We stay in touch via Facebook, including a public group here, and every Friday we tweet about our books on Twitter. (Look up the hashtag #kpauthors). Finally, we have an official website featuring our books and other materials here.

It’s encouraging to know each Kindle Scout book is carefully selected by the Kindle Press team for publication. Any KP title you purchase (or read through Kindle Unlimited) has been thoroughly vetted, and most tend to maintain high four or five star reader reviews on Amazon.

So download a Kindle Press book today, and don’t forget to nominate new titles over at Kindle Scout for the opportunity to receive free copies selected for publication.

Phasers in the Wild West

I still get hits to an article I wrote a while back, Lasers vs. Lead in Science Fiction: Pew-Pew or Pow-Pow?

In it I explored the use of gunpowder weapons in science fiction, notably in the movie Aliens but also on occasion even in places like the original Star Trek (where admittedly, they were described as antiques).

These thoughts were running through my head while writing the first Redwood book, which takes place on the second-farthest planet from Earth. At that distance, technology has to be super reliable, because fixing things that break becomes problematic. Consequently, a lot of the technology in that book is relatively simple.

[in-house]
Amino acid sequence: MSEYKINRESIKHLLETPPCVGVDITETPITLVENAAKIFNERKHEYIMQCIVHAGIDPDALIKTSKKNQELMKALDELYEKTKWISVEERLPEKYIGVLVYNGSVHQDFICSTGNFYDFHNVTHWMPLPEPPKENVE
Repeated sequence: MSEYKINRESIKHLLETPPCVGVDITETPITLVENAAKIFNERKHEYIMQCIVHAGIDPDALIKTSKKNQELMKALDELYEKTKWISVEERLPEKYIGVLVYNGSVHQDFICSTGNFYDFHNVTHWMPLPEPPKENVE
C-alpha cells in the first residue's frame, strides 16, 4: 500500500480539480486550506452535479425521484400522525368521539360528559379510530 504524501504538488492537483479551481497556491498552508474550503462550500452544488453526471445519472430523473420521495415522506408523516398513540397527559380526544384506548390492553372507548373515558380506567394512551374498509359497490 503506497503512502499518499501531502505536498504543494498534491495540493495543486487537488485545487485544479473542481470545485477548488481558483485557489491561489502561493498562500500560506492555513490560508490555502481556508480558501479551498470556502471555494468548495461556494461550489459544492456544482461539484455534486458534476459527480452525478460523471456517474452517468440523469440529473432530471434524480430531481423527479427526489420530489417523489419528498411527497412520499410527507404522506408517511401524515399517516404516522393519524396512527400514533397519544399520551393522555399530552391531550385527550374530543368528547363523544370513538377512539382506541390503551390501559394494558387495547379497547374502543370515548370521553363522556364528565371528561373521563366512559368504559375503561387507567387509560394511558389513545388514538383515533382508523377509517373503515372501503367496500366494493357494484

I’m reminded of the whole discussion again thanks to my new work in progress, which is an alternative history where technology is about 200 years or so farther along than in our timeline, but most of the key events remain the same. The American Revolution was televised. Drones and AI played a role in the American Civil War, etc.

So yes, in this book, cowboys on the plains get to shoot “pew-pew” weapons at each other.

If you’d like a sneak peek at a rough draft of the first couple of chapters, jump on my mailing list and I’ll send it your way.

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photo credit: DAKKAR via photopin (license)

Advertising for Indie Authors Part 4: Facebook

Facebook has been successful for me, and from what I have read many other authors enjoy the benefits of advertising there, too. It’s got at least two things going for it, in my opinion. First, it can be relatively cheap. You can set up a daily budget of $5 or $10, and get clicks to your books for a few cents each. Second, Facebook provides a wealth of options when setting up ads, offering to send them to users in very detailed demographics then showing the results from those demographics.